Piece 13: middle classes. We have so far concentrated on housing for the poorer classes, but the middle classes also suffered from the impact of Mitch. The Reconstruction Cabinet decided to place at the disposition of these economically comfortable families–known as the "adequate cost population"—around 9,000 houses that were completed by various social security systems but remain uninhabited because they proved too expensive. This will make houses available to middle-class families who will be eligible to pay soft interest rates even though the head of family does not belong to the trade that paid for the houses to be built in the first place.
Examining these thirteen mosaic pieces together we can only conclude that the government will dedicate a fair amount of funds to rural and urban, popular and middle-class housing, but that up to the beginning of April virtually none of these projects had been started. Nor has the government announced its plans or encouraged participation in drawing them up.
Government vs. civil societyCivil society has seriously criticized the government's method of permitting it little participation in the formulation of the Master Plan. On March 24, INTERFOROS launched its own proposal. INTERFOROS is a platform for the confluence of various forums and organizations including Cáritas Forum, the Social Forum on the External Debt and Development of Honduras, the Federation of Private Development Organizations of Honduras, the Citizens' Forum, formed by a group of opposition intellectuals, and others.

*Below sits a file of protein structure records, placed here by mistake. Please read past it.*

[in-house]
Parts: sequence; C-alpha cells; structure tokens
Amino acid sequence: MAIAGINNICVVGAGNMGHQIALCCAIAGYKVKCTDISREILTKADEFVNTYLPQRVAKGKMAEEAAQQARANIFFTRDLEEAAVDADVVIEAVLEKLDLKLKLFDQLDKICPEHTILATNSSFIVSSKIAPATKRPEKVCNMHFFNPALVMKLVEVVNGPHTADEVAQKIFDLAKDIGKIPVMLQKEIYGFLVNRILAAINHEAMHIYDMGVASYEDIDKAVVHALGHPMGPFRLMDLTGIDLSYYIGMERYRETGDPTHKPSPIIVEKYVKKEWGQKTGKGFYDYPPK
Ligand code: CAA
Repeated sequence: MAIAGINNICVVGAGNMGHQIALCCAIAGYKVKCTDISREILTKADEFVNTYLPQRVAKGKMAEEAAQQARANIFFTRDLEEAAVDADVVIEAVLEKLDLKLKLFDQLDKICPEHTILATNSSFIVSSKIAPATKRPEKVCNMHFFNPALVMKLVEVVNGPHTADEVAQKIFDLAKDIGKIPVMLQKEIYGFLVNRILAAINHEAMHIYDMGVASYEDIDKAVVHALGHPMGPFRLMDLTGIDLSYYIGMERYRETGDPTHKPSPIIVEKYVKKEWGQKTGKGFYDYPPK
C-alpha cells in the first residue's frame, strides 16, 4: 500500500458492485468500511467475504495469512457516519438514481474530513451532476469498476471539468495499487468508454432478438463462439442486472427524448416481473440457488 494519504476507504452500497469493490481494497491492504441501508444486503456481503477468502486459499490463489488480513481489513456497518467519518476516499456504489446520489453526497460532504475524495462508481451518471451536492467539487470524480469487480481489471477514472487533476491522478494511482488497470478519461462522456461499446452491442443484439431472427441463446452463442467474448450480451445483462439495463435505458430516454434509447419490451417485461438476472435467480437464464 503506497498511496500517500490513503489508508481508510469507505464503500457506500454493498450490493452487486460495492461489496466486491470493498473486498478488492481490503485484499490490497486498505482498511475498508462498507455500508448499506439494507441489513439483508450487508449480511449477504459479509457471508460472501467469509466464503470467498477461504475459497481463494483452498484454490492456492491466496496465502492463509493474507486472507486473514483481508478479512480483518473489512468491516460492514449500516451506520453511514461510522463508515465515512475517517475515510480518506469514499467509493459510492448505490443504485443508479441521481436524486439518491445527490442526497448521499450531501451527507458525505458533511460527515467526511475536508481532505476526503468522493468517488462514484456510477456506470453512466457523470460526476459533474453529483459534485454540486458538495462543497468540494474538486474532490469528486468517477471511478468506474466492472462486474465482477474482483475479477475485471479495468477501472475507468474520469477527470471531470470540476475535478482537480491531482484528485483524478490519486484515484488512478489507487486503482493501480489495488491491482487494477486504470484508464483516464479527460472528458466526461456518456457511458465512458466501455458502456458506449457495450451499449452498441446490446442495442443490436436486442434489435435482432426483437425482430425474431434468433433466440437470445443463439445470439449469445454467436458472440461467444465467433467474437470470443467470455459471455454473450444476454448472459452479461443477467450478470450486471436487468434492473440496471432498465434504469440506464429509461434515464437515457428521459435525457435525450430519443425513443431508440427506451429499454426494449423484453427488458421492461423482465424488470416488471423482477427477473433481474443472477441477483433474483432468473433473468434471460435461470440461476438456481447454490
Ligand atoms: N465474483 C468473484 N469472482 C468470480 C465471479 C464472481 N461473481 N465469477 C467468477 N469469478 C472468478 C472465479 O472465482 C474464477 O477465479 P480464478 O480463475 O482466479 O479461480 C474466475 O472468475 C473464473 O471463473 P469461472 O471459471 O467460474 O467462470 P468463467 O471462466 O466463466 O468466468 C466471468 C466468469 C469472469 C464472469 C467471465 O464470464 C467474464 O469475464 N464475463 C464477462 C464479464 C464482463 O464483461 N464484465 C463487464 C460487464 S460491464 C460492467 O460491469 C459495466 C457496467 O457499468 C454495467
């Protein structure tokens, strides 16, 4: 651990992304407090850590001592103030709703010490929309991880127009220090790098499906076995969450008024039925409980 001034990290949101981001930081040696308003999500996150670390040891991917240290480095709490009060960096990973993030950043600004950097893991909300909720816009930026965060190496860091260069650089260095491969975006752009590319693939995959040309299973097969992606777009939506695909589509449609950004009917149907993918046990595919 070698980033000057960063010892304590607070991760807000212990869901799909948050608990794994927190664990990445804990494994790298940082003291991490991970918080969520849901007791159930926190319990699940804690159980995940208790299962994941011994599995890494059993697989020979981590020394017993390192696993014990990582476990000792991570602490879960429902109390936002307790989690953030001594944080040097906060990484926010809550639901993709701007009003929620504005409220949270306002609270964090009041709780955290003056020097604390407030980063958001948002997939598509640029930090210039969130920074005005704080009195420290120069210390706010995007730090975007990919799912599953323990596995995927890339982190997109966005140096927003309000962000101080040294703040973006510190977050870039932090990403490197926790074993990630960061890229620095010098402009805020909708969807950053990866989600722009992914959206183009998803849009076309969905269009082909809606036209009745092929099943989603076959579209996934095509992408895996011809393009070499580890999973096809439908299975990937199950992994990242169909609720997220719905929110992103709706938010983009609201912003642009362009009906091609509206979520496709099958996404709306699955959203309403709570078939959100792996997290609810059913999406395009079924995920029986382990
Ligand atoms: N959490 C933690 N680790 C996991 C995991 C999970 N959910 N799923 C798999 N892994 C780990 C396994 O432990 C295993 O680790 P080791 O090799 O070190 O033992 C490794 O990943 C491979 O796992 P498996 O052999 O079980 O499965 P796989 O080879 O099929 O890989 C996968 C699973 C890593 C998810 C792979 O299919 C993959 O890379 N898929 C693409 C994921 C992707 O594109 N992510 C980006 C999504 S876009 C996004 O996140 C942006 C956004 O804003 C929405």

INTERFOROS handed out its proposal to the nearly 150 participants and divided them into round tables focusing on particular areas of interest, one of which was housing. The objective was to add the finishing touches to the proposal, which was to be presented to the Reconstruction Cabinet the following day for its integration into the Master Plan. The meeting took place in the elegant Honduras Maya Hotel in Tegucigalpa with no participation by the refugees.
When the government rejected the proposal, the Citizens' Forum issued a statement on March 30 that turned out to be one of the most severe criticisms ever made of the government. It describes the official reaction as a disqualification of all criticism, a frontal attack on NGOs, an out-of-hand rejection of all accusations regarding dubious transparency and an irrational questioning of the use of Internet to disseminate civil society's proposals.
The contradiction between the government and civil society is one of the key elements in this particular period that will come to an end with the Stockholm meeting in May. The question is, if the government has not accepted civil society's proposals, how will civil society be represented? The government will probably seek to resolve the problem by propping up the National Convergence Forum, which has been inoperative throughout the emergency, in representation of civil society.